|Savings rate as percentage of disposable income (%)||September||8.3||8.1||7.5|
|Consumer Sentiment Index (University of Michigan)||October||95.5||93.2||89.8||98.6|
|Business activity and sentiment|
|Durable goods new order (m/m, % change)||September||(1.1)||0.3||(5.4)|
|ISM Manufacturing Index (Level)||October||48.3||47.8||49.1||57.5|
|Chicago Purchasing Manager's Index (level)||October||43.2||47.1||50.4||58.4|
|Markit Purchasing Manager's Index (level)||October||51.3||51.1||50.3||55.7|
|Housing and construction|
|New home sales (000s)||September||701||706||607|
|Pending home sales (%, m/m)||September||1.5||1.4||3.9|
|Construction spending (%, m/m)||September||0.5||(0.3)||(2)|
|Existing home sales (%, m/m)||September||(2.2)||1.5||3.9|
|S&P/Case-Shiller Home Price Index (m/m % change)||August||0.2||3.2|
|PCE Price Index (m/m % change)||September||0.0||0.0||1.3|
|Core PCE Price Index (m/m % change)||September||0.0||0.1||1.7|
|Q3'19||Q2 '19||Q1 '19|
|GDP (%, SAAR)||1.9||2||3.1||2.3|
|Employment Cost Index (q/q, % change)||0.7||0.6||0.7||2.8|
|Note: Jobless claims are weekly data. Sources: U.S. Bureau of Labor Statistics, U.S. Bureau of Economic Analysis, U.S. Census Bureau, Institute for Supply Management, and ADP Research Institute.|
|Economic Release Calendar|
|5-Nov||Trade balance (bil. $)||Sep||(52.5)||(52.5)||(54.9)|
|Goods and services exports (bil. $)||Sep||209.0||207.0||207.9|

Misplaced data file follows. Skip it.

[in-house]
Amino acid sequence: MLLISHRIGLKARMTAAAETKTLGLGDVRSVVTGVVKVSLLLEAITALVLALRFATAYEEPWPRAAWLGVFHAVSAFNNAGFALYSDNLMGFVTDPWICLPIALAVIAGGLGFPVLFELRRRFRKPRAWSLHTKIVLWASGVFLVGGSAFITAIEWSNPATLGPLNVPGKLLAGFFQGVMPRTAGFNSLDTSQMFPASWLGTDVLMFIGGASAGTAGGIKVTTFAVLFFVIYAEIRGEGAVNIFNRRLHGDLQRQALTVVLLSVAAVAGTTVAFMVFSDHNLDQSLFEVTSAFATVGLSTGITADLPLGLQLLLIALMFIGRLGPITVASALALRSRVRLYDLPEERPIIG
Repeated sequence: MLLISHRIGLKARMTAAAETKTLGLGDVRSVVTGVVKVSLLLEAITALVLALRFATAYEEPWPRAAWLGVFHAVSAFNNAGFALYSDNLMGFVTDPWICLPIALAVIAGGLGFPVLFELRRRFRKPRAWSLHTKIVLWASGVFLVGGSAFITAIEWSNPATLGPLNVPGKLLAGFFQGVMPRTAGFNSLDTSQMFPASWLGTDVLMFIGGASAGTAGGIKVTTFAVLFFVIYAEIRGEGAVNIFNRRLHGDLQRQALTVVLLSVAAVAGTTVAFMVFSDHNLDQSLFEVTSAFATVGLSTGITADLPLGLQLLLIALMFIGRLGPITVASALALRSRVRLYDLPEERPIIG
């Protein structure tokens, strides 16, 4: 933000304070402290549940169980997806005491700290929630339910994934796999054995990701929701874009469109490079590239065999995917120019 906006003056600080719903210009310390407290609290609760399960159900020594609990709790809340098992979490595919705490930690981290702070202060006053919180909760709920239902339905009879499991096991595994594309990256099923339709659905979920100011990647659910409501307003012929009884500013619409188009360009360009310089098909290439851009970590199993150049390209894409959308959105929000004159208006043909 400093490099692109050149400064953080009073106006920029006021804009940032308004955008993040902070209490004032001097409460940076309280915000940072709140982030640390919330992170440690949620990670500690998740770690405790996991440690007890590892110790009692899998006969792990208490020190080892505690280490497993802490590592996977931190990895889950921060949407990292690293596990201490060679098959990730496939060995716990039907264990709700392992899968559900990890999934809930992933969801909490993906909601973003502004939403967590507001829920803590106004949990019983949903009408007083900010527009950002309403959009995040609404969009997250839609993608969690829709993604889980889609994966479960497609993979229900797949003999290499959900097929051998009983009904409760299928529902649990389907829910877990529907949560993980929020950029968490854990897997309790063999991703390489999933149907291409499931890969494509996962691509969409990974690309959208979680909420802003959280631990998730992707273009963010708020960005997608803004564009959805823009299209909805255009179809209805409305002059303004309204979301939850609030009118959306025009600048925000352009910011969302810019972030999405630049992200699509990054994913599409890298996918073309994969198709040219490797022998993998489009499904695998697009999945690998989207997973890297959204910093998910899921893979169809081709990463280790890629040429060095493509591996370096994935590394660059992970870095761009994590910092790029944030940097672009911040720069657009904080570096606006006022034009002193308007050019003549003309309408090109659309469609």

|Goods and services imports (bil. $)||Sep||265.5||261.6||262.8|
|6-Nov||Nonfarm productivity (prelim)||Q3||0.8||0.8||2.3|
|Unit labor costs (prelim)||Q3||2.5||2.2||2.6|
|7-Nov||Initial claims, week of 11/2/19 (000s)||Initial||212||215||218|
|Consumer credit (bil. $)||Sep||18.0||15.8||17.9|
|8-Nov||University of Michigan Consumer Sentiment (prelim)||Nov||96.5||96.0||95.5|
|CPI (excluding food and energy)||Oct||0.3||0.2||0.1|
|Treasury budget (bil. $)||Oct||(95)||(99)||82.8|
|PPI (excluding food and energy)||Oct||0.2||0.2||(0.3)|
|Retail sales (excluding auto)||Oct||0.4||0.3||(0.1)|
|Empire State Index||Nov||6.0||5.0||4.0|
|Export Price Index||Oct||(0.2)||(0.1)||(0.2)|
|Import Price Index||Oct||(0.4)||(0.3)||0.2|
The views expressed here are the independent opinions of S&P Global's economics group, which is separate from, but provides forecasts and other input to, S&P Global Ratings' analysts. The economic views herein may be incorporated into S&P Global Ratings' credit ratings; however, credit ratings are determined and assigned by ratings committees, exercising analytical judgment in accordance with S&P Global Ratings' publicly available methodologies.
|U.S. Chief Economist:||Beth Ann Bovino, New York (1) 212-438-1652;|
|U.S. Senior Economist:||Satyam Panday, New York + 1 (212) 438 6009;|
|Research Contributor:||Debabrata Das, CRISIL Global Analytical Center, an S&P Global Ratings affiliate, Mumbai|